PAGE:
Netflix is steeped in a culture of A/B testing. All elements of the service, from movie personalization algorithms to video encoding, all the way down to the UI, are potential targets for an A/B test. It is not unusual to find the typical Netflix subscriber allocated into 30 to 50 different A/B tests simultaneously. Running the tests at this scale provides the flexibility to try radically new approaches and multiple evolutionary approaches at the same time. Nowhere is this more apparent than in the UI.
While many of the A/B tests are launched in synchrony across multiple platforms and devices, they can also target specific devices (phones or tablets). The tests allow experimentation with radically different UI experiences from subscriber to subscriber, and the active lifetime of these tests can range from one day to six months or more. The goal is to understand how the fundamental differences in the core philosophy behind each of these designs can enable Netflix to deliver a better user experience.
It is useful first to draw a clear line connecting the personalization facets and their impact on the UI. A simple example can help illustrate this relationship. Let's imagine that today we want to A/B test a search box. For this test, we may have a control cell, which is the traditional experience that sends users to a search-results page. To accommodate for regional differences in user experiences, we also have a slight variation of that control cell depending on whether the subscriber is located within the U.S. The first test cell provides autocomplete capability, and is available to all subscribers allocated in cell 1. Allocation in this scenario means that the subscriber was randomly selected to participate in this test. A secondary test cell provides search results right on the current page by displaying results as the user types. Let's call this instant search, and it is available to all subscribers allocated in cell 2. These are three distinct experiences, or "features," with each one being gated by a set of very specific personalization facets. Thus, users are presented only one of these search experiences when they are allocated to the test and when their facets fulfill the test's requirements (see table 1). Other parts of the page, such as the header or footer, can be tested in a similar manner without affecting the search-box test.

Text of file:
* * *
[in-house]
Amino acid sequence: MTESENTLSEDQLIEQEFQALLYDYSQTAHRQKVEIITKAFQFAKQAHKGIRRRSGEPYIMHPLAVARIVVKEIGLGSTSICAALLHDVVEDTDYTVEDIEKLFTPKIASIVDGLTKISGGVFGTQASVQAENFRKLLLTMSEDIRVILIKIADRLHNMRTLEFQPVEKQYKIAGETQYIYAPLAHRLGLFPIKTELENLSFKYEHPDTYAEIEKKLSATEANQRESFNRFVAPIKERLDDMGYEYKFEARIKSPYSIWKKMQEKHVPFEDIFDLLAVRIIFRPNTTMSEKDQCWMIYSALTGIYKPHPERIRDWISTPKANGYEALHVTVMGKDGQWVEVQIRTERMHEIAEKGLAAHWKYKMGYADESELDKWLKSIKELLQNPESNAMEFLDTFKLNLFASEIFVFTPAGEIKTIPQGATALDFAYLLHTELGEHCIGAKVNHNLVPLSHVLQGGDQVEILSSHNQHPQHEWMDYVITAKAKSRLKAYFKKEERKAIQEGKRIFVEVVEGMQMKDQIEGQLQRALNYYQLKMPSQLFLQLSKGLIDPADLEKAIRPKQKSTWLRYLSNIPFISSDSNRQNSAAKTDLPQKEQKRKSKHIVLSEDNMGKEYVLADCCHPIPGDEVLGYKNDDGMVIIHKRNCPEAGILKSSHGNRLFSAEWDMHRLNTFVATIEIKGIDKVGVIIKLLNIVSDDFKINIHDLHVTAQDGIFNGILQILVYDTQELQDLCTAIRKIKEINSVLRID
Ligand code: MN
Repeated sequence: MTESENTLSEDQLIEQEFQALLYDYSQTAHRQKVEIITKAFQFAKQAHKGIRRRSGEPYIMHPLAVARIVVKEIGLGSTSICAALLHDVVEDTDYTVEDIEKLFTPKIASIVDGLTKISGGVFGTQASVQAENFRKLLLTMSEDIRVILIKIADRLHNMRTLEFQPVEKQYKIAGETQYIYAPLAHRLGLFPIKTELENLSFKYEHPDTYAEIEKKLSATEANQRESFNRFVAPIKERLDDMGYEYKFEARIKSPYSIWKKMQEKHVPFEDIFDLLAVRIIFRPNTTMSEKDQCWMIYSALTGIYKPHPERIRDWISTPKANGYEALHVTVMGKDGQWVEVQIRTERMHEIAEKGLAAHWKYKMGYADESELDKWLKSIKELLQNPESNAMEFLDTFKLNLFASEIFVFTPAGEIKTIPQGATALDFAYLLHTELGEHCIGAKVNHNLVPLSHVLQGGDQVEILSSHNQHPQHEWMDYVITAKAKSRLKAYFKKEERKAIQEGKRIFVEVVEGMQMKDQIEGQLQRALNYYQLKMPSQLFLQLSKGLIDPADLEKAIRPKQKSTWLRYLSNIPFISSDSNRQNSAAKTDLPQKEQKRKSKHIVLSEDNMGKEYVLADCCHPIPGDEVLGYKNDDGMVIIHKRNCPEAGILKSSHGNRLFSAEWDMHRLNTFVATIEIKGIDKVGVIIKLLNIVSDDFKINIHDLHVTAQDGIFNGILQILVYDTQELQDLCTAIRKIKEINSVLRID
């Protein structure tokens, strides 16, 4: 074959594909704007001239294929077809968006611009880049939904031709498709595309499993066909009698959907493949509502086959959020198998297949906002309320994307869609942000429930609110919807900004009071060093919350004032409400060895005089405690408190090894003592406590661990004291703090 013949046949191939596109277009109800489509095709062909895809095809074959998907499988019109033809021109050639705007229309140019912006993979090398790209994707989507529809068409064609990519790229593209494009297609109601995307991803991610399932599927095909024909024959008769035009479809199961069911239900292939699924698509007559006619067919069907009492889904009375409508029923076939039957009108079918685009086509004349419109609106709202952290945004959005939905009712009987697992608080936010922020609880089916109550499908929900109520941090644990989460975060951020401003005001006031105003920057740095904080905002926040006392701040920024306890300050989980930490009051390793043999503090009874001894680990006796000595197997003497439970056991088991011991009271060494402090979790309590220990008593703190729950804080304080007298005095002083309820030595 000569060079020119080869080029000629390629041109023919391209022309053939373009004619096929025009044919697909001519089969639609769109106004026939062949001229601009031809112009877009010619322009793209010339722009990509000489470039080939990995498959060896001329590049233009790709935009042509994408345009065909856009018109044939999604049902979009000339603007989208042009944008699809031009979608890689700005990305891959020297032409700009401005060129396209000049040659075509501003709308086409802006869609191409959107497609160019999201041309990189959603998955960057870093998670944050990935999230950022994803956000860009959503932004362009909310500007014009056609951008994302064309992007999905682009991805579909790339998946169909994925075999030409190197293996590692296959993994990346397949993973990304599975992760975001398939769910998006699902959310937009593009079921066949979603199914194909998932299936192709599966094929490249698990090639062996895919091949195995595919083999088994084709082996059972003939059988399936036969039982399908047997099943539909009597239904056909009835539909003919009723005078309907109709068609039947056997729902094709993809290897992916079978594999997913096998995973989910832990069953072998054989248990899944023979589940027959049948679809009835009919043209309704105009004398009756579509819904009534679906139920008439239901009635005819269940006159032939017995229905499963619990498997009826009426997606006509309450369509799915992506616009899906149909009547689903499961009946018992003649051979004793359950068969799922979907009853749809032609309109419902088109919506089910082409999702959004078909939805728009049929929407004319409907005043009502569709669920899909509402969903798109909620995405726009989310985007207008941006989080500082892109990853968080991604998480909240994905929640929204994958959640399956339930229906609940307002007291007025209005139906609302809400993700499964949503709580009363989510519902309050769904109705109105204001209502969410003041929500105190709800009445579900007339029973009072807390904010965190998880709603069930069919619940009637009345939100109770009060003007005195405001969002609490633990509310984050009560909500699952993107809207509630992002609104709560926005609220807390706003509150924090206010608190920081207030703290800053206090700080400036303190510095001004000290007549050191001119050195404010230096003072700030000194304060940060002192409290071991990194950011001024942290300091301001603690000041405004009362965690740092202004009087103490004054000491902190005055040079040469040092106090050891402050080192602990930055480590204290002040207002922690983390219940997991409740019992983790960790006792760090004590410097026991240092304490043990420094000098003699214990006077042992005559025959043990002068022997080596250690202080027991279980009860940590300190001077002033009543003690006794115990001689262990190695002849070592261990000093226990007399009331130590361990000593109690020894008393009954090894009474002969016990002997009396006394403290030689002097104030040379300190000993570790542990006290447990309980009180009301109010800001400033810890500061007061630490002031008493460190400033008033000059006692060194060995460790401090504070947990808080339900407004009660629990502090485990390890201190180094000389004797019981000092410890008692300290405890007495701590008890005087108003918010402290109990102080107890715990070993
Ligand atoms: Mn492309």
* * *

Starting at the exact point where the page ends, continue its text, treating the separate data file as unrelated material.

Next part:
In this case, there is yet another driving force behind modules. They allow seamless feature portability from one page to the next. A Web page should be divided into smaller and smaller pieces until it is possible to compose new payloads using existing modules. If functionality must be broken out from a previous module to achieve that, it is a likely indicator that the module in question had too many responsibilities. The smaller the units, the easier they are to maintain, test, and deploy.
Through the years, the Web community has devised several methods to handle this complexity, with varying degrees of success. Early solutions simply included all dependencies on the page, regardless of whether or not the module would be used. While simple and consistent, this penalized users across the board, with bandwidth constraints often exacerbating already long load times. Later solutions relied on the browser making multiple asynchronous requests back to the server as it determined missing dependencies. This, too, had its drawbacks, as it penalized deep dependency trees. In this implementation, a payload with a dependency tree N nodes deep could potentially take up to N -1 serial requests before all dependencies were loaded.
More recently, the introduction of AMD (asynchronous module definition) libraries such as RequireJS allows users to create modules, then preemptively generate payloads on a per-page basis by statically analyzing the dependency tree. This solution combined the best of both previous solutions by generating specific payloads containing only the things needed by the page and by avoiding unnecessary penalization based on the depth of the dependency tree. More interestingly, users can also opt out entirely from the static-analysis step and fall back on asynchronous retrieval of dependencies, or they can employ a combination of both. In figure 1, a module called foo has three dependencies. Because depC is fetched asynchronously, N - 1 additional request(s) are made before the page is ready (where N is the depth of the tree, and in this case N=2). An application's dependency tree can be built using static-analysis tools.